Table of Contents
Leading Lines is a photography composition technique that uses lines to draw the viewer’s attention to the subject, provide depth and perspective, and creates a visual journey for the viewer. You typically see roads, railroads, and buildings used as examples of leading lines in photography; but you can also use nature such as shores, rivers, light, cliffs, and trees. Railroad tracks disappearing off into the horizon is one of the most prominent examples, but there are many different types of leading lines that can help frame a beautiful photograph.
Horizontal lines create a sense of permanence and stability. To maximize this effect, make sure to frame or edit the photo so that the lines are as perfectly horizontal.
In this example, the telephone wire is straight and rigid and gives the feeling of stability for the resting birds.
Vertical lines are often used with tall trees or buildings to convey a sense of scale or strength.
Here, the trees in Sequoia National Park are some of the largest in the world. The eyes are naturally drawn from the bottom to the top of the photo which emphasizes how grandiose these trees are.
Diagonal lines take the viewer on a journey through the image as the eye follows the line from the foreground to the background, or the reverse.
The slope of the mountain leads the eye up from the left side of the image while the trail gives a sense of motion and direction as it leads back down the mountain. The trail is also a leading path which I will discuss later in this post.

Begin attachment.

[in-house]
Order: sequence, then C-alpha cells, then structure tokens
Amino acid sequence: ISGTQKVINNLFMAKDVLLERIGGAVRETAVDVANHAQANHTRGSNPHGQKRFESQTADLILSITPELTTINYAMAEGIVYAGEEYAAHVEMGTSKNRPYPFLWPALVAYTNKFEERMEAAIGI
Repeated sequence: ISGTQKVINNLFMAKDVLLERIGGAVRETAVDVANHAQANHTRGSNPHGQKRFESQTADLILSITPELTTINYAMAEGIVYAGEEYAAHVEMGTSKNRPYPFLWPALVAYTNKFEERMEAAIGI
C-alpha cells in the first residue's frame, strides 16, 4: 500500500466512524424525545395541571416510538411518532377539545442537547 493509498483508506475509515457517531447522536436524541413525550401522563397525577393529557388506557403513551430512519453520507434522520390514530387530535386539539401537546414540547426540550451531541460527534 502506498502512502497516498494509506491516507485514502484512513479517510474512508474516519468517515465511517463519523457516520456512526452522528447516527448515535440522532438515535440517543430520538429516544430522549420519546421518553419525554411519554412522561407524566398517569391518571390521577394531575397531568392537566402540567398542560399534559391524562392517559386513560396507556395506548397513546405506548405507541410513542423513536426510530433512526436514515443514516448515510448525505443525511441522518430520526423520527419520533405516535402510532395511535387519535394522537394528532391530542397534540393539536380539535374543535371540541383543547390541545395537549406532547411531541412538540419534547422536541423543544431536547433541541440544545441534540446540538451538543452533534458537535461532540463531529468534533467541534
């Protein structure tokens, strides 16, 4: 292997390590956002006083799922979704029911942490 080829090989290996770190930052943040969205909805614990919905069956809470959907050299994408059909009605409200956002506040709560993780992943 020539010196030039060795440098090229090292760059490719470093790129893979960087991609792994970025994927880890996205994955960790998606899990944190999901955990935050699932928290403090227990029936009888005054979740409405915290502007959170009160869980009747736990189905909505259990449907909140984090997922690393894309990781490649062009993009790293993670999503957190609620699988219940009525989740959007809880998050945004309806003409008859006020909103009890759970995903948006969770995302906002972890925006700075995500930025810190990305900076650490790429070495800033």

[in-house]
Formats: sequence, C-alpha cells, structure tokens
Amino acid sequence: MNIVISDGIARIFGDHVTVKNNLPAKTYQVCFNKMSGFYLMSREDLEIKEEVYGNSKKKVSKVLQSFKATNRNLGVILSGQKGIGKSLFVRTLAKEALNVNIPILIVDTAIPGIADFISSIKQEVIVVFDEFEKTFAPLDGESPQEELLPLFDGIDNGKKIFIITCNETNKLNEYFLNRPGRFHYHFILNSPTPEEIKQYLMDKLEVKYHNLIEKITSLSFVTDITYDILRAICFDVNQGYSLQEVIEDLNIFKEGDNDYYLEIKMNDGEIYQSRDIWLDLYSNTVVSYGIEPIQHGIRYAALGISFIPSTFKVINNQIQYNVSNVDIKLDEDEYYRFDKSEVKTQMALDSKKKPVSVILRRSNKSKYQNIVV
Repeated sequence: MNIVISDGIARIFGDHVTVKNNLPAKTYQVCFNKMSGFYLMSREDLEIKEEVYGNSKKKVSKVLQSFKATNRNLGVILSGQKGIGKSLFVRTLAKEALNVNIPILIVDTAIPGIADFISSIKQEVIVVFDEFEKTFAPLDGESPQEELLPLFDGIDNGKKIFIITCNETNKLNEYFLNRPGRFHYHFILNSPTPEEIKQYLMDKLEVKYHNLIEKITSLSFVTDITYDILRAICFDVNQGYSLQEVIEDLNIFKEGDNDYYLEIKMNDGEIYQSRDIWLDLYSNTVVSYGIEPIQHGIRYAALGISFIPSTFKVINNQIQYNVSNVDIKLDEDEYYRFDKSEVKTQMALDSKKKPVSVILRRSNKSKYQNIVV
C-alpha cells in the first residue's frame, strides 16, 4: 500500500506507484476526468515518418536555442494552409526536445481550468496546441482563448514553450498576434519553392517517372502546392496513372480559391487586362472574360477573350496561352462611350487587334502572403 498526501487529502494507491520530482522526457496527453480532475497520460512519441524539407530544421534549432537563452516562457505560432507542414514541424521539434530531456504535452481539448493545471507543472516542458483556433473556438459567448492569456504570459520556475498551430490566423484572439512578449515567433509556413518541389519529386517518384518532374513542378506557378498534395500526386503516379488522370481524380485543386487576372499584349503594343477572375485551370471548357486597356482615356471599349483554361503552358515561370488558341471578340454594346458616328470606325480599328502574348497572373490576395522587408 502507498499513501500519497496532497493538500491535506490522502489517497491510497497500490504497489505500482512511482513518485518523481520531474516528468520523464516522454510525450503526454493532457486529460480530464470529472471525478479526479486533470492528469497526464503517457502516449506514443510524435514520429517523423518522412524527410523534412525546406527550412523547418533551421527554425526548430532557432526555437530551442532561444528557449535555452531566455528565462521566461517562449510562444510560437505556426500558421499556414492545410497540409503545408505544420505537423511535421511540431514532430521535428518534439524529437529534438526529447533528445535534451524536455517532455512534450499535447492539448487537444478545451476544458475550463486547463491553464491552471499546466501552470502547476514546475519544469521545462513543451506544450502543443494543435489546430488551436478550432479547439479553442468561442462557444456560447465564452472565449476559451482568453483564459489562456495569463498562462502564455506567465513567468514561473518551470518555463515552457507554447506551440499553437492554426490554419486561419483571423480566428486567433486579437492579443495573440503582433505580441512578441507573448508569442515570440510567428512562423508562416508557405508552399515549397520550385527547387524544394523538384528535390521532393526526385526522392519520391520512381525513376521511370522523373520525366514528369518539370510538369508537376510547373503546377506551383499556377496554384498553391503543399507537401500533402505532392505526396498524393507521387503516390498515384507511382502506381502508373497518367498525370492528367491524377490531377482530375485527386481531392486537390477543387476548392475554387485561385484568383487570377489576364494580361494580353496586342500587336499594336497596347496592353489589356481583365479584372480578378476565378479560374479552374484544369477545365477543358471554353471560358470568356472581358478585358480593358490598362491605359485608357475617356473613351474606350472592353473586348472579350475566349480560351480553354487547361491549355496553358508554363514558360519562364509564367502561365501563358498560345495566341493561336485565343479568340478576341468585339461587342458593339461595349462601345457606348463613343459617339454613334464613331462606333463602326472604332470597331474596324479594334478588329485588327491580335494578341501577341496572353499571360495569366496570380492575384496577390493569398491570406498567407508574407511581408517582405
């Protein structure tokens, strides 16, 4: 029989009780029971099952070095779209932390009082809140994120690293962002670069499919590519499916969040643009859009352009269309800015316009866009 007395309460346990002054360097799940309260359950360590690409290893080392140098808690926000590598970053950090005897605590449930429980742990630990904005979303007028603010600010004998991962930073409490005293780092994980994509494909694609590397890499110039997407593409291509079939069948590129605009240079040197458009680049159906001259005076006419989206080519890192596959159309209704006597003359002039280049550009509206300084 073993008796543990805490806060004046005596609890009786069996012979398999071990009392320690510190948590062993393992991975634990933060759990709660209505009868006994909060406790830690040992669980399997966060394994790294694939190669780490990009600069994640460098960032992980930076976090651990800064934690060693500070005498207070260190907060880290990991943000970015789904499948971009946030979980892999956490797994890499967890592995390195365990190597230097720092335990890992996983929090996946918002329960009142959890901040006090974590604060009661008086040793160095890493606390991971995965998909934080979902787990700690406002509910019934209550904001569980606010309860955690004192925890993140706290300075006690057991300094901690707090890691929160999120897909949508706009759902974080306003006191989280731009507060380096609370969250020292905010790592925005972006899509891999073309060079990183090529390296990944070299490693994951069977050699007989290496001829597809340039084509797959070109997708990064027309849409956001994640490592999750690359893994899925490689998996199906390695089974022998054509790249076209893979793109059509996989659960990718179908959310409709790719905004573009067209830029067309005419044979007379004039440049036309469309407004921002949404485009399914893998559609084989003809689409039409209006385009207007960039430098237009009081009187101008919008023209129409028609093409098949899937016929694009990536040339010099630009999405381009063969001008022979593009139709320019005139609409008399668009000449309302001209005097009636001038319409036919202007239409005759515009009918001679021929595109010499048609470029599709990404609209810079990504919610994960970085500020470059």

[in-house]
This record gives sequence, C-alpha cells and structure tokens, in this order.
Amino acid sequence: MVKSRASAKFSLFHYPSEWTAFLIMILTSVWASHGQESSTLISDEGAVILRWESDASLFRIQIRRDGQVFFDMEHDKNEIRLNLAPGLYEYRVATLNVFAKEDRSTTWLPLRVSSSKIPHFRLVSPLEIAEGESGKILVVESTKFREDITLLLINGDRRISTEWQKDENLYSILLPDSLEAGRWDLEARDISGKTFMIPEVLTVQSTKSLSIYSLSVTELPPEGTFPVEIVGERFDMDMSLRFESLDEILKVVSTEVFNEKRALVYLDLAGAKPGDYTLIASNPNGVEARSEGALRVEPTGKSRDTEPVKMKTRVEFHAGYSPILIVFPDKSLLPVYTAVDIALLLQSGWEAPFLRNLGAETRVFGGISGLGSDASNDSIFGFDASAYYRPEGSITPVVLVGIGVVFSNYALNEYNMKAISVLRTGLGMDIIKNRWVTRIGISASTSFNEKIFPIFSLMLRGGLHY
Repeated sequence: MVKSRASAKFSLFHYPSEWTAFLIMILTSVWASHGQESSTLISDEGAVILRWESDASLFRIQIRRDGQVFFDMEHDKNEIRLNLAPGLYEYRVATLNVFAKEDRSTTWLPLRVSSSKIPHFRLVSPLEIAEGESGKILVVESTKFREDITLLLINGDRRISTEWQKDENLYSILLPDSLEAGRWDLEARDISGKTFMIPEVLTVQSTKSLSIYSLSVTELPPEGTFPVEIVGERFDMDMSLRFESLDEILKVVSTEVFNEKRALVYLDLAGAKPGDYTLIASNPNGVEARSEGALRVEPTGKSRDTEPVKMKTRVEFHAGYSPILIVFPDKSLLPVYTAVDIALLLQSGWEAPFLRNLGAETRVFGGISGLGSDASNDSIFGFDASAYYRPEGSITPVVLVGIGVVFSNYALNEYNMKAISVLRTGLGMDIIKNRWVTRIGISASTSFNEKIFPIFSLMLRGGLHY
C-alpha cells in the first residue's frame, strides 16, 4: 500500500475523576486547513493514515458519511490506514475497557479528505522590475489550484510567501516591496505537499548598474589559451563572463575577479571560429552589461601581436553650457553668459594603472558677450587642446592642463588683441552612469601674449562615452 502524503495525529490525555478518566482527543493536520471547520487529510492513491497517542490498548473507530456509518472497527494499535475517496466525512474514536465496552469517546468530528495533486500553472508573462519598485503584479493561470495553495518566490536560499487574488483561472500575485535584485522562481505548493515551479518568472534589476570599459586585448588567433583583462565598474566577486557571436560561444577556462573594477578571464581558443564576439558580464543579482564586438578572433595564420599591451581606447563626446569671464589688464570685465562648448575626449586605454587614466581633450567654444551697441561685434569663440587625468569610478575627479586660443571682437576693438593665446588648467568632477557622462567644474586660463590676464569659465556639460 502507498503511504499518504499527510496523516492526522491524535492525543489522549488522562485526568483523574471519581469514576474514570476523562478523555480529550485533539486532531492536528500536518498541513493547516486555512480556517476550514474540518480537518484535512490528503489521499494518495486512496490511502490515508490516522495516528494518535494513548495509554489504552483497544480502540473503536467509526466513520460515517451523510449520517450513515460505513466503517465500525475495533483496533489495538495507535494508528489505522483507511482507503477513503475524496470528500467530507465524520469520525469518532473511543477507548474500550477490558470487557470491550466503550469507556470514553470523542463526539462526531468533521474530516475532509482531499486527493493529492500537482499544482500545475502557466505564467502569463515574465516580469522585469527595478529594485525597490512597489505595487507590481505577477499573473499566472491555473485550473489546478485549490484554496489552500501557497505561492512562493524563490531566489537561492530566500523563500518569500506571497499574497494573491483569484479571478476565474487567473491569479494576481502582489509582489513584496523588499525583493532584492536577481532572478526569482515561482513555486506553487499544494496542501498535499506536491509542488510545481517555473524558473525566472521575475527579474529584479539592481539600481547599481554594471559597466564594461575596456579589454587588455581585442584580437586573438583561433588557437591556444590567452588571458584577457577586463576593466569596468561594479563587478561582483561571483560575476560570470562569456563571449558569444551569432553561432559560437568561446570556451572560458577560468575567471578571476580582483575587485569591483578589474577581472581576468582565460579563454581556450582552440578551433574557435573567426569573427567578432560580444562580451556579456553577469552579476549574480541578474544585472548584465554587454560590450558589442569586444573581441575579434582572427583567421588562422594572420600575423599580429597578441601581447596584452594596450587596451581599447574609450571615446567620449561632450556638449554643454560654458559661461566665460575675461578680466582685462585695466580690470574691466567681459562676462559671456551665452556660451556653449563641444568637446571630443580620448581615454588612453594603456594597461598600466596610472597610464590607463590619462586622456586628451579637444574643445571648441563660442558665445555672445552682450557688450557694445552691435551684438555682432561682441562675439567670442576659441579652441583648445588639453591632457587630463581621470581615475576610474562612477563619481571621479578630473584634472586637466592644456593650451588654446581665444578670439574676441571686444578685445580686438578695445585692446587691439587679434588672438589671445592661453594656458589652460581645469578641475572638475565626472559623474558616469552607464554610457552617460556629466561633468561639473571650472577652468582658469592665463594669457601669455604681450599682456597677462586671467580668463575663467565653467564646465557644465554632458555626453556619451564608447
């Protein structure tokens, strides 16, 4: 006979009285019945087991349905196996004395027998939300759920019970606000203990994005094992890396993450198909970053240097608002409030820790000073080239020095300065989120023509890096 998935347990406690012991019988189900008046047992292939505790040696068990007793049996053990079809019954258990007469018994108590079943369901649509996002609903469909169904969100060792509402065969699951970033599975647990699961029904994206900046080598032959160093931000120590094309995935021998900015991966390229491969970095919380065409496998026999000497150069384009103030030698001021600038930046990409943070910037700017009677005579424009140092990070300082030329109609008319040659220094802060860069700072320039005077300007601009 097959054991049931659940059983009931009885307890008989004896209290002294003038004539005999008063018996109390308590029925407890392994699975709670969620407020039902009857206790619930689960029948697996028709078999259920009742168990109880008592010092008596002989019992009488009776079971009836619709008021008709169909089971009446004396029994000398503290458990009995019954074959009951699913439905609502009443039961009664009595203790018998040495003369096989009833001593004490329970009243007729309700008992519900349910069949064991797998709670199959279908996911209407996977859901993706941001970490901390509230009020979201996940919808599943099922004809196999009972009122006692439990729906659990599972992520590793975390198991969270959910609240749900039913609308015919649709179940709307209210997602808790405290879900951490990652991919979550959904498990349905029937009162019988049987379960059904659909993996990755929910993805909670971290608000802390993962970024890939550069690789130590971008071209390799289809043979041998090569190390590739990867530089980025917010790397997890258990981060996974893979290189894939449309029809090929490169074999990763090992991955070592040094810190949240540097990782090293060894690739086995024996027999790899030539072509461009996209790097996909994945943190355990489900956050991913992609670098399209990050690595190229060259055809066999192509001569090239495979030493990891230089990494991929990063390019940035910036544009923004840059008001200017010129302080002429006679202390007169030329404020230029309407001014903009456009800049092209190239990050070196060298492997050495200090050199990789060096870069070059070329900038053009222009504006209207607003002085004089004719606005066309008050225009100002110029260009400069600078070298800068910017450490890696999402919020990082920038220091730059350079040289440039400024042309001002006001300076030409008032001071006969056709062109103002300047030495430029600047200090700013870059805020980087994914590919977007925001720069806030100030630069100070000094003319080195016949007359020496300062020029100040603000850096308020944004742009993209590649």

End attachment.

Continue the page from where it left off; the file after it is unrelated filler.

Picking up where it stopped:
While straight lines add a sense of rigidity, curved lines help create a more relaxed and tranquil atmosphere. They are especially effective in creating a natural feeling in landscape photography.
The curves and bends in this photograph emphasizes the feeling of a winding river, creating a relaxed and free-flowing mood.
Converging lines meet at the subject leading the viewer directly to the image’s focal point rather than the journey found in diagonal and curved lines.
This photo has subtle converging lines from the trail, the clouds, and the horizon that all point towards and place emphasis on the focal point of the image, the Gold Butte Lookout Tower.
Implied Lines are ones that do not actually exist in the image but that can be inferred such as following a person’s gaze or lights and shadows that guide a viewer’s eyes to follow a particular direction.
There aren’t any lines directing the viewer to the sheep in this image, but the viewer will be inclined to follow the gaze of the rancher who is watching over the sheep.
Leading lines typically direct the viewer to the subject in the frame; a path leads you to a vanishing point outside the frame providing a sense of wonder or mystery.
The trail disappearing behind the trees adds a sense of location in a calm peaceful forest. If this were a photo of just the bench, the image would feel a bit flat and lack perspective
I’ll be honest, this is not a technique I spend a lot of time thinking about, but I wish I did. Creating leading lines in art takes a conscious effort to think about framing a photograph that takes advantage of lines in a scene. When done well, leading lines creates a mood and changes the viewer’s experience by giving the image depth and making things feel more dynamic as they move through the lines.